Good riddance to fossil fuels! VTT develops a Small Modular Reactor for district heating

News, Press release

VTT launched the Finnish development of a Small Modular Reactor (SMR) intended for district heat production. The first phase of the project will involve the conceptual design of a nuclear power plant suited for the heating networks of Finnish cities. The objective of the project is to create a new Finnish industrial sector around the technology that would be capable of manufacturing most of the components needed for the plant. Designing the district heating reactor will require expertise from a wide range of Finnish organisations.

New innovations needed to guarantee fossil-free heat production in cities

Nuclear energy is the single largest source of electricity in Finland, currently covering about one third of the domestic production. The greenhouse gas emissions from nuclear power production can be compared to energy sources such as wind power. Even though the carbon footprint of power production is small in Finland, achieving carbon neutrality also requires major emission reductions in other fields of energy industry. SMRs are suited for expanding the application of low-emission nuclear energy to heat production.

In 2019, the emissions from district heat production alone were more than four million tonnes of carbon dioxide. Decarbonizing the heat production system is one of the most significant climate challenges faced by many cities. Finland has decided to phase out of coal in energy production by 2029.

“The schedule is challenging, and the low-cost alternatives are few. To reach the target, new innovations and introduction of new technologies are required. Nuclear district heating could provide major emission reductions,” says Ville Tulkki, Research Team Leader at VTT.

Economic solution for heating Finnish homes

Internationally, many SMR projects have advanced to the licencing phase, but most of them are intended for power production or as energy sources for high-temperature industrial processes. District heating, requiring a water temperature of about 100 degrees, enables the use of simplified and more economic solutions. VTT aims to develop a plant tailored for producing district heat. It would be a cost-effective solution for heating Finnish homes in cities and densely populated areas. District heating is also widely used in for example Central and Eastern Europe, which requires a low-emission energy source.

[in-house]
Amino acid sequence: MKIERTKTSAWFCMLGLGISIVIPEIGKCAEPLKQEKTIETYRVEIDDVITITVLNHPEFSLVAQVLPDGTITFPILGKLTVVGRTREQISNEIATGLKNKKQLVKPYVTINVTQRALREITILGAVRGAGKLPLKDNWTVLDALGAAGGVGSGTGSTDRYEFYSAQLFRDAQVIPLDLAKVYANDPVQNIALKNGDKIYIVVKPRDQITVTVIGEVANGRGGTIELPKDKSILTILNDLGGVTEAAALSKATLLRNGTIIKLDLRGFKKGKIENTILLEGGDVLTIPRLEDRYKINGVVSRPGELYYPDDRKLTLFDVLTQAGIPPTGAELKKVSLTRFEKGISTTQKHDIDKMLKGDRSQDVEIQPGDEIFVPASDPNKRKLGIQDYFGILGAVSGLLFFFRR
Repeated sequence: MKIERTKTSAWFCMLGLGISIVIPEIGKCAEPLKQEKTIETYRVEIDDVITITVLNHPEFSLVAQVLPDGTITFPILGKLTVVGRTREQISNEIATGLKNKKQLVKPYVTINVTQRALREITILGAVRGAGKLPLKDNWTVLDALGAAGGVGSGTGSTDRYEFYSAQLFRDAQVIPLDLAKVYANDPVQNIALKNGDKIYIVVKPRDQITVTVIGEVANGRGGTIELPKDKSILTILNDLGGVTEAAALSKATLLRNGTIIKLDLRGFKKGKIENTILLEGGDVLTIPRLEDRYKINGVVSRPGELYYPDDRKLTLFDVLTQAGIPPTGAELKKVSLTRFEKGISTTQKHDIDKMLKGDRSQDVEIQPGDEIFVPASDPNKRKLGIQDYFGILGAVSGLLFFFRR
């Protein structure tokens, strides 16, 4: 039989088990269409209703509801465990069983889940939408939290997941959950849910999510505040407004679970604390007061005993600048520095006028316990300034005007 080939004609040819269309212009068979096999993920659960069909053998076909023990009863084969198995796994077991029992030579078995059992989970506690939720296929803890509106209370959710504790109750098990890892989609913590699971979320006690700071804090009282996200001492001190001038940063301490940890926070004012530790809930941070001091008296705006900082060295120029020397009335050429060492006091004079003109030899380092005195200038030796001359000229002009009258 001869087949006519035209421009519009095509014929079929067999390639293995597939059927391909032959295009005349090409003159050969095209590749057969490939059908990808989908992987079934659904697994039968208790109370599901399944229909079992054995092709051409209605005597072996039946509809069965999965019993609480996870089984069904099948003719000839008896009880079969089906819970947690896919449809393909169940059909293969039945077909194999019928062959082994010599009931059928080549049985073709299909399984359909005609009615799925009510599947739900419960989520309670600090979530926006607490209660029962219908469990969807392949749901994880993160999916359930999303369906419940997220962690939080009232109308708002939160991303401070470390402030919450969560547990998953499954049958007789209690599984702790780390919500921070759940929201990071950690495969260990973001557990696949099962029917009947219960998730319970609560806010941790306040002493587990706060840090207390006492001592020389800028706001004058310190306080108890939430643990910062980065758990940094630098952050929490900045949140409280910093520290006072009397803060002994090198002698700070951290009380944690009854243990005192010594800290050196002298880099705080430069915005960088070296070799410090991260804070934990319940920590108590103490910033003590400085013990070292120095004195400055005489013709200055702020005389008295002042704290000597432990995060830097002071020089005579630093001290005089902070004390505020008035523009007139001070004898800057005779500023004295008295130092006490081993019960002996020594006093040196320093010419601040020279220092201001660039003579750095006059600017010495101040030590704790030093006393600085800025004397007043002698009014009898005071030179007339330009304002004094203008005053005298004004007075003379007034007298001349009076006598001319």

Many of the plans for replacing fossil fuels used for district heat production are largely based on bioenergy. However, in the future biomass may become a valuable raw material replacing oil in, for example, industry and production of transport fuels. Nuclear energy offers an alternative that liberates biomass from heat production to other uses.

VTT has a solid background as an expert of nuclear energy

In the development of the SMR, VTT will rely on in-house calculation tools and use its strong multidisciplinary competence.

“For example, in the modelling of the reactor core, we are able to apply high-fidelity numerical simulation methods that have become feasibly by the advances in high-performance parallel computing, ” says Jaakko Leppänen, Research Professor for Reactor safety  at VTT.

The Serpent software developed by Leppänen is applied for reactor modelling and applications related to radiation transport in 250 universities and research organisation in 44 countries.



VTT has about 200 research scientists working with nuclear energy and related applications. For the last five years, VTT has been continuously involved in projects examining the opportunities and introduction of SMRs. At the European level, VTT is coordinating the ELSMOR (towards European Licencing of Small MOdular Reactors) project, launched last year. In addition, VTT is leading one of the work packages of the new McSAFER project, which is developing next generation calculation tools for the modelling of SMR physics.

Ville Tulkki
Ville Tulkki

The efficient utilisation of renewable and carbon-neutral energy in industry, transport, and construction holds a key position in solving climate issues. However, everyone can take part in a clean energy system, including ordinary people like us. Even small choices by individuals have a great impact.

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